We were sitting in a Sicilian café discussing artichokes, not from a culinary perspective, but a linguistic one. Instead of carciofi, as they are known in standard Italian, we wondered if the Sicilian word was closer to the Spanish alcachofas.
Our two local friends at the table exchanged a quick glance before checking that their dialectal variants of Sicilian shared the same word. This one fleeting look between an islander from the north coast and one from the south was redolent of Sicily’s history and its percolating layers of language. Naturally enough, Palermo and Catania, the island’s two major cities, have their own linguistic varieties of Sicilian — a language which, for political reasons, is itself dubbed a dialect by the Italian state. Delve deeper into the mountainous interior and Sicilian fractures into even smaller shards of distinctive vocabulary.
In some instances, the distant past leaves a deep linguistic footprint. In the province of Messina, in the north-east quadrant of the island, San Fratello still retains the Gallo-Italic tongue brought to Sicily by Lombard settlers in the eleventh century. This is evident in the town’s alternative name of San Frareau. The thread that runs through all these dialects and the “right kind of Tuscan” — as Lord Byron called standard Italian — is of course Latin.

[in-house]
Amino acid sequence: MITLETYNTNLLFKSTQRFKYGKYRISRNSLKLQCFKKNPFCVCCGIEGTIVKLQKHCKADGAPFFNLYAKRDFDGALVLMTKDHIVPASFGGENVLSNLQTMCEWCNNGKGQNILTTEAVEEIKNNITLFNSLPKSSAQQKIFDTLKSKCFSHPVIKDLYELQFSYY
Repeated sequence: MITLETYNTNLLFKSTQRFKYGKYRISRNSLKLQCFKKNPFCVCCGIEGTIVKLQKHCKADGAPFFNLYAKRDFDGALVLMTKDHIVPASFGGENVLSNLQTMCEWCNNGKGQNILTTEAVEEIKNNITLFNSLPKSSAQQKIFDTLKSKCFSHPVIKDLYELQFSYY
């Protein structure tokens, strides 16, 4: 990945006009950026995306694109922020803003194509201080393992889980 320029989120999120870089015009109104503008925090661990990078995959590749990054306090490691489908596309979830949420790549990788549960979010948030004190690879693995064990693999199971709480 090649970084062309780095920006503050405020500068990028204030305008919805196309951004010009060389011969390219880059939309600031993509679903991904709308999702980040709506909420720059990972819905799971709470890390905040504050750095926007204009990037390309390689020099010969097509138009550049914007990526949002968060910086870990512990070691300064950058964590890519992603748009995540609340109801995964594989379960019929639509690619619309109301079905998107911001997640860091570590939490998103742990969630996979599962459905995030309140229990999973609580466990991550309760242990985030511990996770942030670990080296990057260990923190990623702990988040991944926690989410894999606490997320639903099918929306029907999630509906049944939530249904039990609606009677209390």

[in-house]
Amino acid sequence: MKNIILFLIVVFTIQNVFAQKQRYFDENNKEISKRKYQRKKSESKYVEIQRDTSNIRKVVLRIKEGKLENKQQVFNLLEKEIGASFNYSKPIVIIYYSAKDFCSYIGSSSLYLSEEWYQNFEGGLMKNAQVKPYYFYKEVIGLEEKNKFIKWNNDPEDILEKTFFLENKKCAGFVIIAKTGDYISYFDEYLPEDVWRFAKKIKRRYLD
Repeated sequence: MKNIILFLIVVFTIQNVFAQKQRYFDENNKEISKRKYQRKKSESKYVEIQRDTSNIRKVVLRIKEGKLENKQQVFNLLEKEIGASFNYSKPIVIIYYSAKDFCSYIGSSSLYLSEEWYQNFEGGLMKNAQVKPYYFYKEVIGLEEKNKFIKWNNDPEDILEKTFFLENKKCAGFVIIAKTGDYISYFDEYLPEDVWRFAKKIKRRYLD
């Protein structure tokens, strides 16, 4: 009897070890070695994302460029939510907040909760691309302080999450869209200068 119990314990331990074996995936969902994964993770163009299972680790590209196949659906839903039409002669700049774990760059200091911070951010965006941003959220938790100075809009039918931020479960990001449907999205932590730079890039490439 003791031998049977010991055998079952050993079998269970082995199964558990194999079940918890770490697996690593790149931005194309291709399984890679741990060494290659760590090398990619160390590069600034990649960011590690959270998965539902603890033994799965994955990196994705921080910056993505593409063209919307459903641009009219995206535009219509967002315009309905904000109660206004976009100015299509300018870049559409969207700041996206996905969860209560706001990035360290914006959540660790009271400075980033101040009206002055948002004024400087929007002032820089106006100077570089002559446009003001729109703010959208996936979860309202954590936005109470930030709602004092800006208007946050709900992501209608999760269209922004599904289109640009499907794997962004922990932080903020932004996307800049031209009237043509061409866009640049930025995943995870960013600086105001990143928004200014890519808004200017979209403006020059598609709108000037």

Approximately 25 kilometres to the south of Palermo lies the town of Piana degli Albanesi and the first thing to strike the casual visitor who passes the comune’s boundary line is the customary sign announcing the name of the settlement. Underneath the Italian are the words Hora e Arbëreshëvet with the diaereses hinting at altogether different origins. Clearly, the clue is in the word Albanesi, but even that is not as simple as it would first appear.
Until 1941, the town was known as Piana dei Greci (the Plain of the Greeks). Mussolini, who had already in 1927 felt the need to return Girgenti to the classical Latin, Agrigento, was suitably persuaded that Piana had nothing to do with Greece and should not bear its name. Consequently, Piana became the Plain of the Albanians, reflecting the ethnic origins of the first settlers, rather than the Greek religious rites and practices they maintain to this day.
So how is it that there’s a community of Albanian origin in Sicily? In the late fifteenth century, a group of Albanian refugees fleeing the Ottoman advance in the Balkans, was given land and permission to settle permanently in the mountainous terrain behind Palermo. As troops moved forward in waves from Constantinople, it was not unusual to find displaced populations forced to make a new life in a new location.